Small, local meat processors have always supported food safety. At our plant, we have had a functioning HACCP plan since 1999, and it works. We undergo extensive E. coli testing every year, and we have never had a positive result—ever. The purpose of HACCP is to employ well-recognized, established processes and process-control parameters to produce safe meat products—processes and parameters recognized and published by the USDA itself. Now, for some reason, the USDA wants to test the system and require excessive end-product microbiological testing, rather than allowing us to depend on these well-recognized procedures. Perhaps a large plant slaughtering 5,000 animals per day can afford its own lab and microbiology staff, and can pass the cost along to the consumer, but most small plants can't. And perhaps large plants should open labs—those are the plants where a massive beef recall can involve millions of pounds.

In my opinion, the USDA needs to recognize that "one size fits all" inspection no longer fits current industry practice and consumer demand. These new HACCP requirements are going to cause a train wreck in a portion of the industry that is growing for the first time in years, and then the USDA is going to have a serious embarrassment on its hands. Someone needs to take a clear-eyed look at this situation and find a way to split the agribusiness mega-plants from the community-based localized plants within the regulatory structure.

This does NOT mean that small plants are not serious about food safety. It is because consumers are serious about food safety that they are coming to us, and we need to keep local infrastructure alive in this country. We need an inspection system that recognizes that the small plants do not put either the food economy or millions of people at risk in case of a food safety event.

If you are interested in providing comments to the USDA on this matter, I urge you to do so by June 19. The original deadline was April 19, but it has been extended due to the great interest and concern that has been generated around this issue. You can learn more at the Web sites of the Association of American Meat Processors and the Niche Meat Processors Assistance Network.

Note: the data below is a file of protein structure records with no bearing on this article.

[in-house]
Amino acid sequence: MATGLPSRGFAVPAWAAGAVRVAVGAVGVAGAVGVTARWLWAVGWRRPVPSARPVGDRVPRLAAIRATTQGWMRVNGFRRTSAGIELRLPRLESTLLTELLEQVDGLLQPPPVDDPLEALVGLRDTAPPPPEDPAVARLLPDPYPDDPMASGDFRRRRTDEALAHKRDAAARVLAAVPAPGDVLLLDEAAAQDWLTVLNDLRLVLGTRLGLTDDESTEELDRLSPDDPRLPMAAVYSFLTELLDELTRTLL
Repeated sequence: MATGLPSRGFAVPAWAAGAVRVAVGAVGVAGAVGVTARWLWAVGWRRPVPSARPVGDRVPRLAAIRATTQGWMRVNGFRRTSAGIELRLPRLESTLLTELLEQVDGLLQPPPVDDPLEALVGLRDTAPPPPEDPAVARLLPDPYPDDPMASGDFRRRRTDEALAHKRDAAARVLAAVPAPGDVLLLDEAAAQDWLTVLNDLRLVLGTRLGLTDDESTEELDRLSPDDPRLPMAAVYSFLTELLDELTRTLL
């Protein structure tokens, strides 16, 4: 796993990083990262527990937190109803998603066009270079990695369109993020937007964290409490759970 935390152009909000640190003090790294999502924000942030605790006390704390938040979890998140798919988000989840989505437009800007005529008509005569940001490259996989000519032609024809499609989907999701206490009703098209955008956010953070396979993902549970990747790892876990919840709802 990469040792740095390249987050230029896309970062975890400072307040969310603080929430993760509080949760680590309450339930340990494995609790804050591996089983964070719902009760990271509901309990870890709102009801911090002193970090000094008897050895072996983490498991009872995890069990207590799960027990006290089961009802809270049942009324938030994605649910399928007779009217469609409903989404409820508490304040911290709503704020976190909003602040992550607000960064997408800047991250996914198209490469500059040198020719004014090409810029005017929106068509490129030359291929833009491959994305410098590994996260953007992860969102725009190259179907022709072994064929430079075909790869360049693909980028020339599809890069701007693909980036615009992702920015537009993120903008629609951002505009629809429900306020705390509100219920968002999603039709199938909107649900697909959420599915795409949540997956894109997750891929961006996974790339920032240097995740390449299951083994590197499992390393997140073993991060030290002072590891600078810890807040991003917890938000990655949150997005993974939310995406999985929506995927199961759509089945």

Please submit a comment if you care about community-based meat processing and humanely produced meats. Your comments really do matter.

You can submit comments by emailing DraftValidationGuideComments@fsis.usda.gov or by mailing them to the following address: Docket Clerk, USDA, FSIS, Room 2-2127, 5601 Sunnyside Avenue, Beltsville, MD 20705.

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Joe Cloud is co-owner, along with Joel Salatin, of True & Essential Meats, a USDA-inspected abattoir in the Shenandoah Valley of Virginia. More

Joe Cloud co-owns True and Essential Meats (a.k.a. T&E Meats), in Harrisonburg, VA, along with Joel Salatin of Polyface Farm. T&E Meats is a small USDA-inspected abattoir and meat processing facility, as well as a purveyor of wholesale and retail meats. Joe is also part owner of Greenmont Farm in Fishersville, VA, a 450-acre family farm raising grass-fed beef, pastured pork, and dairy cows to produce raw milk. Before purchasing T&E in the summer of 2008, Joe had a long and successful career as a landscape architect and urban planner for an international planning and design firm based in Alexandria, VA, and most recently in Seattle, WA. He has always been interested in sustainability issues, and was one of the first landscape architects in the U.S. to become LEED accredited through the U.S. Green Building Council. Joe has a degree in biology from Reed College in Portland, OR, and a master’s in landscape architecture from Harvard University’s School of Design. A lifelong cook, he believes availability of quality food grown with integrity is an essential component of life. Joe lives in Fishersville, VA with his wife, Brydie.